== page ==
“Trade your expectation for appreciation, and the world changes around you” – Tony Robbins
Routines and habits become part of the norm. Morning coffee, listening to the radio, the drive to the field taking the kids to practice. We appreciate healthy habits, and let’s continue to reinforce them.
However, there is much to be said about taking a pause to our day, to our routine. To appreciate the fortune in our lives. The absolute abundance we are so lucky to have.
In a world where comforts are the “norm”, we have to actively remind ourselves how good our lives are. The thought of losing those precious parts of our day is a sobering one. Despite being a morbid thought, we will.
There will be a final cup of morning coffee for us. There will be the last chance for us to listen to the radio. And if we are lucky enough to have kids, there will be a last time we *get* to wait in traffic as we drive them to soccer practice.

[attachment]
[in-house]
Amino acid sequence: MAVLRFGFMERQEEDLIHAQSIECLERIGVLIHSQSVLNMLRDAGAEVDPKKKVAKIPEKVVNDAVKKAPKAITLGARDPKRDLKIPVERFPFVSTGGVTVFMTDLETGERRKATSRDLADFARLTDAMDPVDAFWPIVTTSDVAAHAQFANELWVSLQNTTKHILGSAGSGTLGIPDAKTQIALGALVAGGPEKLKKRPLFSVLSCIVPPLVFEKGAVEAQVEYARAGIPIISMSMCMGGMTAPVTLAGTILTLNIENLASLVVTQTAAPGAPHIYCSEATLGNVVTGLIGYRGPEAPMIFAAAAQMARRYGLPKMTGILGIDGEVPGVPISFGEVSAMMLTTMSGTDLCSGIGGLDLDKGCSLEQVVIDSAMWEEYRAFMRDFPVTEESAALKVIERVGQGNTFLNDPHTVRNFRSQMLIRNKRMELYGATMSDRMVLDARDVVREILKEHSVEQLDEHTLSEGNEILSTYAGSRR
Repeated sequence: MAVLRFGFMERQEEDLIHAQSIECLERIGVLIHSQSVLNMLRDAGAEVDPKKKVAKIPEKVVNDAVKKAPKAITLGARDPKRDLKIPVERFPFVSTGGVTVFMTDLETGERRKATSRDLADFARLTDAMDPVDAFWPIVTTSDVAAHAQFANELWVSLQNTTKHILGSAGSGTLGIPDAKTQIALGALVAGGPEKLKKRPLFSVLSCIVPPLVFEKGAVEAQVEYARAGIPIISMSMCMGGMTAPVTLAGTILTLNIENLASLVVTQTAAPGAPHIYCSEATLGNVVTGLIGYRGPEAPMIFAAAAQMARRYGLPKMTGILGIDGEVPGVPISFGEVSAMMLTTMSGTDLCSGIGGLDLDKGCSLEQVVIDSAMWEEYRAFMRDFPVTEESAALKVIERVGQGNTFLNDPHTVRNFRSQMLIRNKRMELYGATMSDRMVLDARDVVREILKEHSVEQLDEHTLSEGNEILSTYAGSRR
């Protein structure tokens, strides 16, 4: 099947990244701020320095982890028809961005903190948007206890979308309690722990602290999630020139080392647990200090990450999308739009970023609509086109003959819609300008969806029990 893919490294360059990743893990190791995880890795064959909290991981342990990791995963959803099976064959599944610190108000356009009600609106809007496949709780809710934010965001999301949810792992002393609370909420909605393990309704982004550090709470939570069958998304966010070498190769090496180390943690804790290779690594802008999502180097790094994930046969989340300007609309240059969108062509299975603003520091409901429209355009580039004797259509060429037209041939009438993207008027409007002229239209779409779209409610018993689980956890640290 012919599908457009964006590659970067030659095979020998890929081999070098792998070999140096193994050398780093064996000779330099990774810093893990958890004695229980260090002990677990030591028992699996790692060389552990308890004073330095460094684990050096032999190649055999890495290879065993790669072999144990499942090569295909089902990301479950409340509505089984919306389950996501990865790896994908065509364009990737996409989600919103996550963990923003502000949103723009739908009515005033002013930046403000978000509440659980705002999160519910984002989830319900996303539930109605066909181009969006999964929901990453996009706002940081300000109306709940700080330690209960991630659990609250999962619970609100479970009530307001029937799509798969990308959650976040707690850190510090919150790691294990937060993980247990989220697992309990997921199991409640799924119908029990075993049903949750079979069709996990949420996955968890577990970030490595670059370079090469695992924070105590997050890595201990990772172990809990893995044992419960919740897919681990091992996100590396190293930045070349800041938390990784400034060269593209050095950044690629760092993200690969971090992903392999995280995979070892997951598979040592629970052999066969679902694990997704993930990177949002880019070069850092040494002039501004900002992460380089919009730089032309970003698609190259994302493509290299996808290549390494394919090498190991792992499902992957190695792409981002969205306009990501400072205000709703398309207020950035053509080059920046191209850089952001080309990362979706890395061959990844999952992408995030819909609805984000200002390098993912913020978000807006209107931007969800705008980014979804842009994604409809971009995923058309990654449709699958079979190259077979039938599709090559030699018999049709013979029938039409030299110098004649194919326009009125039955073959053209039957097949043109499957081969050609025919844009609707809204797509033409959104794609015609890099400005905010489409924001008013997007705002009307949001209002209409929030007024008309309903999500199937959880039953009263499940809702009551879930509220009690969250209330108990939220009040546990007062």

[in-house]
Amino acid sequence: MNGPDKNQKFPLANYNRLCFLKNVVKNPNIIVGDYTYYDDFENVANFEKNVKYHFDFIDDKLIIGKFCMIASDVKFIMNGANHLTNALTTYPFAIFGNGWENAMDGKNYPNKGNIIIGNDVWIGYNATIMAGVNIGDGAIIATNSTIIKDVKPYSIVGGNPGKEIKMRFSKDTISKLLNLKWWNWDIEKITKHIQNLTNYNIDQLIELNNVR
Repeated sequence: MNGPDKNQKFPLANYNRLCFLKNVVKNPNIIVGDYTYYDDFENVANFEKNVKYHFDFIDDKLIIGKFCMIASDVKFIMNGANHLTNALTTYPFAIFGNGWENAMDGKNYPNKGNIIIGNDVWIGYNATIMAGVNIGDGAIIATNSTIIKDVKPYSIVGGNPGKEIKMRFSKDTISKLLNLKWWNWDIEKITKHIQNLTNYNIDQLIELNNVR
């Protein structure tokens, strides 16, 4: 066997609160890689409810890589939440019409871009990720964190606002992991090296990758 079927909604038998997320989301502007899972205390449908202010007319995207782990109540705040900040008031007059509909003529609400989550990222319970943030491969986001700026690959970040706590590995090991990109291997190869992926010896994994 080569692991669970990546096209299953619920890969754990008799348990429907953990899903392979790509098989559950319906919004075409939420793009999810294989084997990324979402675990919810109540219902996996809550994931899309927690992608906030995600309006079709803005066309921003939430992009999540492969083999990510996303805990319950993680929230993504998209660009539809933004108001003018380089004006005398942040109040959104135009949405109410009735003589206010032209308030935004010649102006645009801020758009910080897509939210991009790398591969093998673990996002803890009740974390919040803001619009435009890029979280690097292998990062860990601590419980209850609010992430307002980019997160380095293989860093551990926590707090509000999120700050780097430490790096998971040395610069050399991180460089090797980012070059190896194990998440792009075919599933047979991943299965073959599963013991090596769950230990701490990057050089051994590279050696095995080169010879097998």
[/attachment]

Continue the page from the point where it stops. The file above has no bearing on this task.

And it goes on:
As Tony Robbins quotes, if we can remove expectations from the norm, and replace them with a sense of gratitude, our entire world changes.
Rx Kettlebell – 70/53 Stimulus wise, we are looking for a loading that we are very confident we can complete that first round unbroken on. If our personal strategy calls for a break in the 21’s, we can do so, but if we had to, we are confident we could complete it unbroken. We are looking for all athletes to complete all sets with at most, a single break. This will preserve the conditioning stimulus.
In “Jack Squat”, we are again looking to complete all sets with at the absolute most, a single break per set. Modifying the loading to ensure that stimulus is met will bring about a conditioning-based 21-15-9 that we are after today. Let’s make this about our lungs and stamina, versus our absolute strength.